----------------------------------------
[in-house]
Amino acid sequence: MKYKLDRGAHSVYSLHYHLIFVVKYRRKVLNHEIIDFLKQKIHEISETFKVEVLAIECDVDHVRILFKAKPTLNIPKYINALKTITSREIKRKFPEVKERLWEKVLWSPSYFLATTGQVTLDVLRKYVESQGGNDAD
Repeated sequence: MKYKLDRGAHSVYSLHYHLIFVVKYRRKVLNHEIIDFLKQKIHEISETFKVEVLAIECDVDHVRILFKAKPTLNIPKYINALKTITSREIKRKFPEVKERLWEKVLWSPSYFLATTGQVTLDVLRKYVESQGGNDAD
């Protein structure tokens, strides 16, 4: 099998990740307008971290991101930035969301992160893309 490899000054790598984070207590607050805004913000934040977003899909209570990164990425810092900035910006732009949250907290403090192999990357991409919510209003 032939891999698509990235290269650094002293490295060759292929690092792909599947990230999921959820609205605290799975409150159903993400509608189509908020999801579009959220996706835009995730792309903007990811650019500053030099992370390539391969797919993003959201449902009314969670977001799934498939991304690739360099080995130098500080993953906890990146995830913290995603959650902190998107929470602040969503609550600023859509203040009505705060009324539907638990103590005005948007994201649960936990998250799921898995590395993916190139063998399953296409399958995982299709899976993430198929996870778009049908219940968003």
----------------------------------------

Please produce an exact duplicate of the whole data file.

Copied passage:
[in-house]
Amino acid sequence: MKYKLDRGAHSVYSLHYHLIFVVKYRRKVLNHEIIDFLKQKIHEISETFKVEVLAIECDVDHVRILFKAKPTLNIPKYINALKTITSREIKRKFPEVKERLWEKVLWSPSYFLATTGQVTLDVLRKYVESQGGNDAD
Repeated sequence: MKYKLDRGAHSVYSLHYHLIFVVKYRRKVLNHEIIDFLKQKIHEISETFKVEVLAIECDVDHVRILFKAKPTLNIPKYINALKTITSREIKRKFPEVKERLWEKVLWSPSYFLATTGQVTLDVLRKYVESQGGNDAD
């Protein structure tokens, strides 16, 4: 099998990740307008971290991101930035969301992160893309 490899000054790598984070207590607050805004913000934040977003899909209570990164990425810092900035910006732009949250907290403090192999990357991409919510209003 032939891999698509990235290269650094002293490295060759292929690092792909599947990230999921959820609205605290799975409150159903993400509608189509908020999801579009959220996706835009995730792309903007990811650019500053030099992370390539391969797919993003959201449902009314969670977001799934498939991304690739360099080995130098500080993953906890990146995830913290995603959650902190998107929470602040969503609550600023859509203040009505705060009324539907638990103590005005948007994201649960936990998250799921898995590395993916190139063998399953296409399958995982299709899976993430198929996870778009049908219940968003």